In my life, for example, I have had both family and friends stop talking to me. On my end, I ask myself what has happened to make them feel this way. Then, when I had a realization as to why, I started asking to talk to them. Insha’Allah, good will come out of those conversations. 

Just know, cutting ties has never been the answer to anything.

6. Don’t take it all on.

This relates to my first reason.

Pace your learning so that your practice matches your knowledge.  This is not a race. Don’t know or feel like you have to memorize the Quran and become a muhaddith tomorrow. Look for creative ways to contribute to your community that doesn’t overburden you, but gives you a sense of place.

Also, when you are told to do this, that or the other, take it with a grain of salt. 

7. Avoid hypercritical analysis of everything around you.

Just because you found Allah (swt), doesn’t mean that the whole world is going to hell. The Prophet (pbuh) said that people’s faith ebbs and flows. Just because you’re on a spiritual high now doesn’t mean everything is bad, wicked or evil.

As we grow in Imam we will see that there is good in the world around us. Just remove what is haram from your life, and keep yourself in mind. Make sure you are a better Muslim today than you were yesterday.

8. Avoid rushing into marital decisions.

I cannot stress this one enough. 


Some people rush to marry a new Shahadah. It better to wait. Take your time to develop yourself both as a Muslim and a human being. Also, you should make sure that your potential partner knows his/her responsibilities and is willing to be a supportive partner.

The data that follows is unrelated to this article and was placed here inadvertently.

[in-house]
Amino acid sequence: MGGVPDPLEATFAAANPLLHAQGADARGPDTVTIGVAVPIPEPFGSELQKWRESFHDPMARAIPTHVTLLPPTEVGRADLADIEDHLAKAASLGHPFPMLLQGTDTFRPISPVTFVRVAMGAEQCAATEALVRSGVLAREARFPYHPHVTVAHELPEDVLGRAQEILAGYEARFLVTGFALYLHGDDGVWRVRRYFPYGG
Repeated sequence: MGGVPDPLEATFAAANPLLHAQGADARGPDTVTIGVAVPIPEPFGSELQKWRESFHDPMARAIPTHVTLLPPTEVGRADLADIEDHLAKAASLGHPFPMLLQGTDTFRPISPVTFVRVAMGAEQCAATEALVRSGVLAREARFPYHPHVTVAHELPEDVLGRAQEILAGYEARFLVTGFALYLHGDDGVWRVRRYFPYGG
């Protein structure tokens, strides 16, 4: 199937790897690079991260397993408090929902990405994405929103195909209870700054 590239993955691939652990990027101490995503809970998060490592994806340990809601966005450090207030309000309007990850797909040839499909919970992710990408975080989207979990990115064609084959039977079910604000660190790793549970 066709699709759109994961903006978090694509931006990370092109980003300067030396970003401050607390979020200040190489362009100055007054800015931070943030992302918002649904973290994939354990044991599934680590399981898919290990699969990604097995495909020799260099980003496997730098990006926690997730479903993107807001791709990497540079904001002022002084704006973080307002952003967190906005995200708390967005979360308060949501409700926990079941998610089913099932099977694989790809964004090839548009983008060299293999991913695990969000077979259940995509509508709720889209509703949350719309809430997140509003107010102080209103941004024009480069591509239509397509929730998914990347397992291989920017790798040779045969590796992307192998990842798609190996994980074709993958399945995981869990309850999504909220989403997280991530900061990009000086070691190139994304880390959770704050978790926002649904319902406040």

Please, take your time. Yes, getting married is considered completing half your Deen, and you don’t want to mess that up.

9. Refrain from religion wars.

Don’t start debating your family members or friends and chastising them about their “mushrik,” “kafir” faith. It is better to live by example and if they have questions answer them to the best of your ability. But maintain respect for your family ties.

From the Quran:

“Surely those who believe, and those who are Jews, and the Christians, and the Sabians — whoever believes in God and the Last Day and does good, they shall have their reward from their Lord. And there will be no fear for them, nor shall they grieve.” (The Holy Quran 2:62 )

“…and nearest among them in love to the believers will you find those who say, ‘We are Christians,’ because amongst these are men devoted to learning and men who have renounced the world, and they are not arrogant” (The Holy Quran 5:82)

To even engage in argument with Non-Muslims is a disrespectful manner and is prohibited. As the Quran states: “And argue not with the people of the Scripture (Jews and Christians), unless it be in (a way) that is better (with good words and in good manner), except with such of them as do wrong, and say (to them): “We believe in that which has been revealed to us and revealed to you; our God and your God is One, and to Him we have submitted”(29:46)

Please, don’t argue. Just answer questions to the best of your ability. 

10. Trust in Allah (swt).

Lastly, trust in Allah (swt). Seriously, place all your trust in Allah (swt) for He is Most Merciful, Most Forgiving. 

If you can’t make Salat in Arabic from start to finish, do what you can and say the rest in English. Allah (swt) knows your heart.

If you are in a situation where your family will not let you wear hijab, wear modest clothes. Again, Allah (swt) knows your heart. 

One thing I always tell people is that Allah (swt) will meet you where you are. 

Allah (swt) says “Take one step toward me, I will take ten steps towards you. Walk towards me, I will run towards you.” It’s that simple.